In June of this year, Texas governor Greg Abbott signed into law S.B. 11 – a.k.a. the “campus carry” law — which allows licensed gun owners carry concealed handguns on university campuses, effective August 1, 2016.
Gun-rights advocates are of course thrilled with the decision, especially the super-specific Students for Concealed Carry on Campus, which argues that “high-profile shootings and armed abductions on college campuses clearly demonstrate that ‘gun free zones’ serve to disarm only those law-abiding citizens who might otherwise be able to protect themselves.”
On the other side of the issue, many students, faculty and staff insist that making campuses gun free zones is the only way to go. While the campus battle between both sides generates the familiar talking points, one recent University of Texas alumnus has come up with an amusingly creative response to the issue.
Jessica Jin has a violin performance degree from the UT music school, a certificate from the UT business school, and a first-degree sense of humor. As an example of the latter, she founded an organization called Sad Violin Music — a network of violinists who, for a fee, will play sad music for “breakups, funerals, mass layoffs, whining children, lover’s quarrels, betrayal, food poisoning, championship losses, bankruptcy, raising $ for sad causes, pity parties, sinking ships” and any other occasion for which the violin is uniquely suited.
Regarding the S.B. 11 law, Jessica thinks it’s ironic that students will be able to carry guns on campus, while the university’s obscenity rules forbid the carrying of dildos. If you’re packing both a gun and a dildo, you could get your dildo confiscated. And Jin isn’t going to stand for having her constitutional rights violated like that.
So she came up with a protest idea in the 1960s tradition of the Yippies, who incorporated elements of street theatre and burlesque into their dissident antics, adopting slogans like “sacred cows make the tastiest hamburger,” and “free speech means the right to shout ‘theatre’ in a crowded fire.”
In a similar spirit, Jin is organizing an event called Campus Dildo Carry, accompanied by the best Twitter tag ever: #CocksNotGlocks. “Starting on the first day of Long Session classes on August 24, 2016,” she explains, “we are strapping gigantic swinging dildos to our backpacks in protest of campus carry.” Everyone is free to participate. “Come one dildo, come all dildos” is her battle cry.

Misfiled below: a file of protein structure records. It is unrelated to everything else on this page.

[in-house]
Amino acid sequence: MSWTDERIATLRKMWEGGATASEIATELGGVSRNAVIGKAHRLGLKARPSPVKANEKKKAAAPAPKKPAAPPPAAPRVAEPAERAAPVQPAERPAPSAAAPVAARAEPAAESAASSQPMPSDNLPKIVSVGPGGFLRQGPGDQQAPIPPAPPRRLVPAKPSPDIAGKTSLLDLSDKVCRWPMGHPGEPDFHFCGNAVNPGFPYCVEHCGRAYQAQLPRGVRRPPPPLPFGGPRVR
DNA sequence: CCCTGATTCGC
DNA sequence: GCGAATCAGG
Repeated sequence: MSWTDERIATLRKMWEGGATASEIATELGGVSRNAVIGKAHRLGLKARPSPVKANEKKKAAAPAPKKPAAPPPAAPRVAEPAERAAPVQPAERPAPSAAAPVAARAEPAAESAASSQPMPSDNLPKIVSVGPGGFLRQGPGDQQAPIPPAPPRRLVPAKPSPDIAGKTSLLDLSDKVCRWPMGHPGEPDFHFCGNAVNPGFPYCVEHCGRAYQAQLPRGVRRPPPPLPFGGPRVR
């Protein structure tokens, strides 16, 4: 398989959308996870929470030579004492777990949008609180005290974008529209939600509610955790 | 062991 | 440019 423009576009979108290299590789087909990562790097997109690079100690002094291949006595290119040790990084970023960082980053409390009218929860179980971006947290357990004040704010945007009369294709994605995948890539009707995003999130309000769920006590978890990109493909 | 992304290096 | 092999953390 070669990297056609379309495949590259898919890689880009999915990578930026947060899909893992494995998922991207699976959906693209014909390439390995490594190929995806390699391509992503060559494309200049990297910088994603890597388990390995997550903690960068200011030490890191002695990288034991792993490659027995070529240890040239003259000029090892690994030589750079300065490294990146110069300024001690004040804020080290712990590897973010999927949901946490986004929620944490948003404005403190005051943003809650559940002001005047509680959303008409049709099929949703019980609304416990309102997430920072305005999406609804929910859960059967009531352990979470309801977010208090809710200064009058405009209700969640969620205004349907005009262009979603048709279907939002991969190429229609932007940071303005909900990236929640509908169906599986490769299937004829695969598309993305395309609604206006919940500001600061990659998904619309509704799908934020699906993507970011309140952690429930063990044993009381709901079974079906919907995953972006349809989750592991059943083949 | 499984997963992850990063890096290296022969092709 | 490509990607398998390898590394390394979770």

Like all satirical social commentary, Jin’s intentions are backed by some serious thinking. “The narratives surrounding sexuality (or just dildos, in this case) and guns are more intertwined than one would expect, and more similarities seem to unfold every minute. They each have the power to masculate or emasculate at a moment’s notice. Some shootings in this past year can even be traced straight back to sexual repression. Dildos and guns are in it together for the long haul.”
As for the planned protest, Jin is quick to remind potential protesters that carrying a dildo on campus truly is forbidden. “Participate at your own risk,” she warns. “But can you imagine the gongshow that would be UTPD/APD trying to chase down thousands of students wielding harmless dildos around campus?”
Unfortunately for pro-gun advocates, Jin cannot be simply dismissed as a violin-playing liberal elitist. In addition to playing chamber music, she was also on the UT women’s rowing team that won the Big 12 championship in 2011, and currently plays on the Austin Valkyries rugby team. Notes the petite 5-foot 4-inch 115-pounder, “My rowing coach once pointed at me and told an incoming group of novice rowers, ‘That little girl you see over there? She looks small, but do not underestimate her. She’ll kick your ass.’”
Within two days after posting the Campus Dildo Carry event on Facebook, over 3,000 people had already accepted Jin’s invitation to attend, proving that the humorous approach to serious dissidence is alive and well. In the war to win the hearts and minds of college students, perhaps the pro-gun crowd — which is not known for joking around — could benefit by borrowing a page from Jin’s playbook.
 Jessica Jin, email to author, 11 October 2015